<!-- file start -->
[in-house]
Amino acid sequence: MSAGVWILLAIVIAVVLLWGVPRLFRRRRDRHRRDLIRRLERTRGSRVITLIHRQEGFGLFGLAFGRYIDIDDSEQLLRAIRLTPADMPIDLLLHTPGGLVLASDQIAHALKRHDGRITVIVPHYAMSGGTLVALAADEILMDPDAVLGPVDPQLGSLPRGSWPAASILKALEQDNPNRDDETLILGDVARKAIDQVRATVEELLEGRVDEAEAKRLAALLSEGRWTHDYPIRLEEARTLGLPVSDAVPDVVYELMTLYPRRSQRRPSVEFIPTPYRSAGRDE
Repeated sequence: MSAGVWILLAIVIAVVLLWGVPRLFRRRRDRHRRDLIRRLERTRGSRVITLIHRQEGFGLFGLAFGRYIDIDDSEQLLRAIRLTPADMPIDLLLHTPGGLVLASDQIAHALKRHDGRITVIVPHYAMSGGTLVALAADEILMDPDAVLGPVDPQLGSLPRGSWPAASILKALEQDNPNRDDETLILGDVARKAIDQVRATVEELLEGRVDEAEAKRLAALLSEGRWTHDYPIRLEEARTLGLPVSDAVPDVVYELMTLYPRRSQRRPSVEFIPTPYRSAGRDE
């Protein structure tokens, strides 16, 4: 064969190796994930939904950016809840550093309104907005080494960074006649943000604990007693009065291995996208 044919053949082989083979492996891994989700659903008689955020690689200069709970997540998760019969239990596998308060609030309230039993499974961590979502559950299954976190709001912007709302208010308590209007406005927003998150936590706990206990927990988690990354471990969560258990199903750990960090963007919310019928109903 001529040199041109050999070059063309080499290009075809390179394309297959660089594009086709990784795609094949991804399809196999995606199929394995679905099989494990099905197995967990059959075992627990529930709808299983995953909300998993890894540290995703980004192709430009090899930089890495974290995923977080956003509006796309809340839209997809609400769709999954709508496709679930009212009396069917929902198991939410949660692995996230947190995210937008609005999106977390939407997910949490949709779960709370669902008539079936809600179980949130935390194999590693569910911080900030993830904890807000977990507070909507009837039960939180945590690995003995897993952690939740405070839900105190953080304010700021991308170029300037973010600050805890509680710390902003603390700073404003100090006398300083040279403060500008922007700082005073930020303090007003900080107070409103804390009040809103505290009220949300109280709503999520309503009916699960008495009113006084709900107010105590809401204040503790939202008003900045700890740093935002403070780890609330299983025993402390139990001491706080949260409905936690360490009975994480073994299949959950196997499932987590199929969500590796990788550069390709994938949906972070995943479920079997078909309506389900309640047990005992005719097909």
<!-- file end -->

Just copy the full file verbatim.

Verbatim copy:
[in-house]
Amino acid sequence: MSAGVWILLAIVIAVVLLWGVPRLFRRRRDRHRRDLIRRLERTRGSRVITLIHRQEGFGLFGLAFGRYIDIDDSEQLLRAIRLTPADMPIDLLLHTPGGLVLASDQIAHALKRHDGRITVIVPHYAMSGGTLVALAADEILMDPDAVLGPVDPQLGSLPRGSWPAASILKALEQDNPNRDDETLILGDVARKAIDQVRATVEELLEGRVDEAEAKRLAALLSEGRWTHDYPIRLEEARTLGLPVSDAVPDVVYELMTLYPRRSQRRPSVEFIPTPYRSAGRDE
Repeated sequence: MSAGVWILLAIVIAVVLLWGVPRLFRRRRDRHRRDLIRRLERTRGSRVITLIHRQEGFGLFGLAFGRYIDIDDSEQLLRAIRLTPADMPIDLLLHTPGGLVLASDQIAHALKRHDGRITVIVPHYAMSGGTLVALAADEILMDPDAVLGPVDPQLGSLPRGSWPAASILKALEQDNPNRDDETLILGDVARKAIDQVRATVEELLEGRVDEAEAKRLAALLSEGRWTHDYPIRLEEARTLGLPVSDAVPDVVYELMTLYPRRSQRRPSVEFIPTPYRSAGRDE
């Protein structure tokens, strides 16, 4: 064969190796994930939904950016809840550093309104907005080494960074006649943000604990007693009065291995996208 044919053949082989083979492996891994989700659903008689955020690689200069709970997540998760019969239990596998308060609030309230039993499974961590979502559950299954976190709001912007709302208010308590209007406005927003998150936590706990206990927990988690990354471990969560258990199903750990960090963007919310019928109903 001529040199041109050999070059063309080499290009075809390179394309297959660089594009086709990784795609094949991804399809196999995606199929394995679905099989494990099905197995967990059959075992627990529930709808299983995953909300998993890894540290995703980004192709430009090899930089890495974290995923977080956003509006796309809340839209997809609400769709999954709508496709679930009212009396069917929902198991939410949660692995996230947190995210937008609005999106977390939407997910949490949709779960709370669902008539079936809600179980949130935390194999590693569910911080900030993830904890807000977990507070909507009837039960939180945590690995003995897993952690939740405070839900105190953080304010700021991308170029300037973010600050805890509680710390902003603390700073404003100090006398300083040279403060500008922007700082005073930020303090007003900080107070409103804390009040809103505290009220949300109280709503999520309503009916699960008495009113006084709900107010105590809401204040503790939202008003900045700890740093935002403070780890609330299983025993402390139990001491706080949260409905936690360490009975994480073994299949959950196997499932987590199929969500590796990788550069390709994938949906972070995943479920079997078909309506389900309640047990005992005719097909």